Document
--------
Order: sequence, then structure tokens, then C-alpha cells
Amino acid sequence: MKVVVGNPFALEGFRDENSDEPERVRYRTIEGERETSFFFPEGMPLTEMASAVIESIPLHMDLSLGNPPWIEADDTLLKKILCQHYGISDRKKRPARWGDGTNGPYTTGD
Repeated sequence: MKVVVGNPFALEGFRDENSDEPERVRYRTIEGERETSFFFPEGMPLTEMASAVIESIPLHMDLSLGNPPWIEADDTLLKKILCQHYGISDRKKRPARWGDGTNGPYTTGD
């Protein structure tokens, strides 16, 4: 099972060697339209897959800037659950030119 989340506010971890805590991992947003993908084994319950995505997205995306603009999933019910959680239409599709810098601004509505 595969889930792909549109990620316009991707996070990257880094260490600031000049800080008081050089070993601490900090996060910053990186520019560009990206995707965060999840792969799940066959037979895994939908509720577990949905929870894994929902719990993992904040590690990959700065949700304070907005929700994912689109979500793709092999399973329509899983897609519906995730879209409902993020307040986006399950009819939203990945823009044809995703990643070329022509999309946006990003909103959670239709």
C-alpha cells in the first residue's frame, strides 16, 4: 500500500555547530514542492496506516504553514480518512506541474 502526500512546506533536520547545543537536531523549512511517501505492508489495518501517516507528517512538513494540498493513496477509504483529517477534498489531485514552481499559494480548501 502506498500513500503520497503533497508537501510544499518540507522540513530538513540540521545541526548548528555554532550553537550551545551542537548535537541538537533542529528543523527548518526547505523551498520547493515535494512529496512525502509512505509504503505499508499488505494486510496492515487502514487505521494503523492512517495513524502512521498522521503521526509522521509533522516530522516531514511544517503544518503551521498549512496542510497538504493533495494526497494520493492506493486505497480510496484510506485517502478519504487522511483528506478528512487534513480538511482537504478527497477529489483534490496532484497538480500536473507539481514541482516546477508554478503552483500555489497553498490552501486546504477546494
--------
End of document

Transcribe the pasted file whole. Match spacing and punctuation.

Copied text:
Order: sequence, then structure tokens, then C-alpha cells
Amino acid sequence: MKVVVGNPFALEGFRDENSDEPERVRYRTIEGERETSFFFPEGMPLTEMASAVIESIPLHMDLSLGNPPWIEADDTLLKKILCQHYGISDRKKRPARWGDGTNGPYTTGD
Repeated sequence: MKVVVGNPFALEGFRDENSDEPERVRYRTIEGERETSFFFPEGMPLTEMASAVIESIPLHMDLSLGNPPWIEADDTLLKKILCQHYGISDRKKRPARWGDGTNGPYTTGD
């Protein structure tokens, strides 16, 4: 099972060697339209897959800037659950030119 989340506010971890805590991992947003993908084994319950995505997205995306603009999933019910959680239409599709810098601004509505 595969889930792909549109990620316009991707996070990257880094260490600031000049800080008081050089070993601490900090996060910053990186520019560009990206995707965060999840792969799940066959037979895994939908509720577990949905929870894994929902719990993992904040590690990959700065949700304070907005929700994912689109979500793709092999399973329509899983897609519906995730879209409902993020307040986006399950009819939203990945823009044809995703990643070329022509999309946006990003909103959670239709």
C-alpha cells in the first residue's frame, strides 16, 4: 500500500555547530514542492496506516504553514480518512506541474 502526500512546506533536520547545543537536531523549512511517501505492508489495518501517516507528517512538513494540498493513496477509504483529517477534498489531485514552481499559494480548501 502506498500513500503520497503533497508537501510544499518540507522540513530538513540540521545541526548548528555554532550553537550551545551542537548535537541538537533542529528543523527548518526547505523551498520547493515535494512529496512525502509512505509504503505499508499488505494486510496492515487502514487505521494503523492512517495513524502512521498522521503521526509522521509533522516530522516531514511544517503544518503551521498549512496542510497538504493533495494526497494520493492506493486505497480510496484510506485517502478519504487522511483528506478528512487534513480538511482537504478527497477529489483534490496532484497538480500536473507539481514541482516546477508554478503552483500555489497553498490552501486546504477546494